At the global level, HarvestPlus has partnered with CropIn, whose goal is to create efficiency in the US$3 trillion food economy through digital innovations. Under this partnership the two organizations kicked off programs in Pakistan and Bangladesh to link value chain actors with data-driven transactions and insights. Similar partnerships with PxD, CropIn and others are developing in Uganda, Nigeria, and Kenya. HarvestPlus envisions creation of digital farmer platforms in all its delivery programs with an aim to facilitate global coordination, at low cost and with real-time monitoring of the scaling progress.

Traceability systems

Traceability throughout the supply chain is a barrier to scale but also another opportunity for technological solutions to create secure supply chains for small and medium enterprises SMEs and global food businesses. HarvestPlus seeks several traceability solutions and blockchain or Digital Leger Technology is seen as a practical approach that suits some value chains. HarvestPlus seeks an investor blockchain traceability project in Africa and were finalists in CGIAR’s data innovation challenge. Through a strategic partnership with Grus and Grade, early work has started on zinc wheat supply chains in India.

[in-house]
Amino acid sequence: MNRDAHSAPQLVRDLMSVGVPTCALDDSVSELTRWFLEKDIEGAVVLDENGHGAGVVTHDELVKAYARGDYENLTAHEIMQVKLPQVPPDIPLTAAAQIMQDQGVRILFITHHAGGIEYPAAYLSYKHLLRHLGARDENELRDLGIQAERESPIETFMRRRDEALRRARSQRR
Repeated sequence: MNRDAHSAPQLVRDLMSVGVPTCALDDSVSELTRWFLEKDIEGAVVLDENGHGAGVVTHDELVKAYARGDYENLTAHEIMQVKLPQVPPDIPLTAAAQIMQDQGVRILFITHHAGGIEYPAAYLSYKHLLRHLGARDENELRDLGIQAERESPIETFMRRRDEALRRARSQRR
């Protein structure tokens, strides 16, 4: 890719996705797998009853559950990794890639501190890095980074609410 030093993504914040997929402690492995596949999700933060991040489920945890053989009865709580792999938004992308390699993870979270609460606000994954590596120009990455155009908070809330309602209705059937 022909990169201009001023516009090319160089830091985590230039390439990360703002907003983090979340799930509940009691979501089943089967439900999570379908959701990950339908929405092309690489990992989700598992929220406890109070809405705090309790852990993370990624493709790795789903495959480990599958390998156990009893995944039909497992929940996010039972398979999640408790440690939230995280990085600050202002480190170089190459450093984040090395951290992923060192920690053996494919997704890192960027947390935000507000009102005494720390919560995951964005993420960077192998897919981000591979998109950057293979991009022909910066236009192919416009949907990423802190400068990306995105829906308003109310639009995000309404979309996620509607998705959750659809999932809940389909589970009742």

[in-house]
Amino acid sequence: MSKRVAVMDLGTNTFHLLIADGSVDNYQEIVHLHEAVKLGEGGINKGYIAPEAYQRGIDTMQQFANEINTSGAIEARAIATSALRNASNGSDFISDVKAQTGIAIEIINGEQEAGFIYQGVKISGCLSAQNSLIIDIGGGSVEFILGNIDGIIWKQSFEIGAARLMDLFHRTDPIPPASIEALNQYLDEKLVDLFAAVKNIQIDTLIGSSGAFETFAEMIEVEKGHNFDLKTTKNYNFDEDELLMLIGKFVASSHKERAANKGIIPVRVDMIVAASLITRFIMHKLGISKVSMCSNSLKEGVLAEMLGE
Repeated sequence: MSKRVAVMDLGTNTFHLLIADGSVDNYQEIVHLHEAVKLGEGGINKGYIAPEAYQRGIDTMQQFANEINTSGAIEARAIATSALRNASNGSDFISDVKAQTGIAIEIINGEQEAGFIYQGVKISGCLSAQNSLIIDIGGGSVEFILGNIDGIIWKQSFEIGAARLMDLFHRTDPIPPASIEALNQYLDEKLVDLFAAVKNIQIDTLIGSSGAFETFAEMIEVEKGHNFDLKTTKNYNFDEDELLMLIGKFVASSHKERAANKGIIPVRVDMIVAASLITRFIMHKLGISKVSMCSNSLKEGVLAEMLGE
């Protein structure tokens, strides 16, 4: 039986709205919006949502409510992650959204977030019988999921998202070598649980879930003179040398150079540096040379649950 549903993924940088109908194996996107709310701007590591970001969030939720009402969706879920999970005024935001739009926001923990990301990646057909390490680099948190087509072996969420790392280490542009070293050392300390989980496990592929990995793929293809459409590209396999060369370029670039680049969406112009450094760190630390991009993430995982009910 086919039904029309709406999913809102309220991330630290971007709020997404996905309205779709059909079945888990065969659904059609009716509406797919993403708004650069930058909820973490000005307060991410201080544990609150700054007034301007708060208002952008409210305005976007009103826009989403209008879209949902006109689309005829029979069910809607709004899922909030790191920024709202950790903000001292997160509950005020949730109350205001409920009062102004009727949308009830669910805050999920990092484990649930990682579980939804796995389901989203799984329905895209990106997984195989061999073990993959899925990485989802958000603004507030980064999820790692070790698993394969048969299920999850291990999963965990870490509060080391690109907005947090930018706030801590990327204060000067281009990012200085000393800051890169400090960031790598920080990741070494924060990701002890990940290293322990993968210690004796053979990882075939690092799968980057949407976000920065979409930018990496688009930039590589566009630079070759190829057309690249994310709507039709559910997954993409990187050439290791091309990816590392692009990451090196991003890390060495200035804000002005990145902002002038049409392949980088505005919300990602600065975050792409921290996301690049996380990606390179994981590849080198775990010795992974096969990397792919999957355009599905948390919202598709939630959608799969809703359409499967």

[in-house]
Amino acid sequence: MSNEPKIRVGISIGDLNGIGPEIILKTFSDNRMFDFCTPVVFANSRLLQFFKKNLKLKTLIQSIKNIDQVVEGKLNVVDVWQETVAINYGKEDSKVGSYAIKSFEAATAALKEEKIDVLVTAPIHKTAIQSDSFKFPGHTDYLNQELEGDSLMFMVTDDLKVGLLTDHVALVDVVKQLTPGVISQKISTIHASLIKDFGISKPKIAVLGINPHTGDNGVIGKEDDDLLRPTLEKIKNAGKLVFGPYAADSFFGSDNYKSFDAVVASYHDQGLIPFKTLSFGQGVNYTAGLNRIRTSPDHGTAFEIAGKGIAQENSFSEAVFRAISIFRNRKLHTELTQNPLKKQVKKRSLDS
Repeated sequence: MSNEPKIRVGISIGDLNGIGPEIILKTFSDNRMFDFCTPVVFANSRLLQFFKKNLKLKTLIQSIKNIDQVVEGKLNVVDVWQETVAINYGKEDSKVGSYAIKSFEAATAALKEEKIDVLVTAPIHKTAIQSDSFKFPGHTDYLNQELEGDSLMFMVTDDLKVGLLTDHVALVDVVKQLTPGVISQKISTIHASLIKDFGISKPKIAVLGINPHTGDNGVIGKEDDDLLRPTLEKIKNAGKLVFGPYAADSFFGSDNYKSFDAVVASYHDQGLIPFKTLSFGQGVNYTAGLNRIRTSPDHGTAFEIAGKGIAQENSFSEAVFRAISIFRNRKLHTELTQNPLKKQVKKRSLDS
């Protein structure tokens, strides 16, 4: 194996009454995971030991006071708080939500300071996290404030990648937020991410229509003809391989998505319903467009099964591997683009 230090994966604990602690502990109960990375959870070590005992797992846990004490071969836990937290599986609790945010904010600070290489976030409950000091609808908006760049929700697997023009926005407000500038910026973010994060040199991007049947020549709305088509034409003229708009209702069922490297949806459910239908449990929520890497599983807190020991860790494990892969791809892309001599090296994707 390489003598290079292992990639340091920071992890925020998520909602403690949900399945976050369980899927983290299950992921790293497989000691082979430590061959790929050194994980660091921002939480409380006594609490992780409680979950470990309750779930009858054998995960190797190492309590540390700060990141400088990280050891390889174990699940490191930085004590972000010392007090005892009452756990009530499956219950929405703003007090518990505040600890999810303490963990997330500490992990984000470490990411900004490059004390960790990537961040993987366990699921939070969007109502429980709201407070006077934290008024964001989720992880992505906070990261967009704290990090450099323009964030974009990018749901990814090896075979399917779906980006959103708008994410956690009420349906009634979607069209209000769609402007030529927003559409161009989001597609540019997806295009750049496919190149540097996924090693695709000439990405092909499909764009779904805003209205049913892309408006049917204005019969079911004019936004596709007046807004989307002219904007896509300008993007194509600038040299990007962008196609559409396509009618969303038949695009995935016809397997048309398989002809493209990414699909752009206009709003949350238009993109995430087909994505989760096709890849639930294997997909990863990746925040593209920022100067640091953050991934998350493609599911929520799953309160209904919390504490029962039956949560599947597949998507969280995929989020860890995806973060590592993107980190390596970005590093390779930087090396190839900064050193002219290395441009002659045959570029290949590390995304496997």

Digital technology solutions need not be overly complicated. By using one of the most common digital solutions –  virtual meeting software – HarvestPlus was able to gather electronically a group of experts which developed the Publicly Available Standard (PAS) for zinc biofortified grains published by the British Standards Institution in June 2021.

There are, of course, inefficiencies and unknowns to be grappled with when it comes to using digital technologies in LMICs: can/do rural smallholder households have access to mobile phones? How inclusive are these technologies? Will they persist after donor funding ends? What about network coverage? These are important questions that need to be addressed as network coverage and phone ownership are growing at an increasing rate in rural areas of LMICs. Attention now means learning what works, what doesn’t, and what could work better and for all. Where there is a supply chain bottleneck to scaling up biofortification, HarvestPlus believes there is or will be a technical solution to tackle it, and welcomes all ideas and solutions.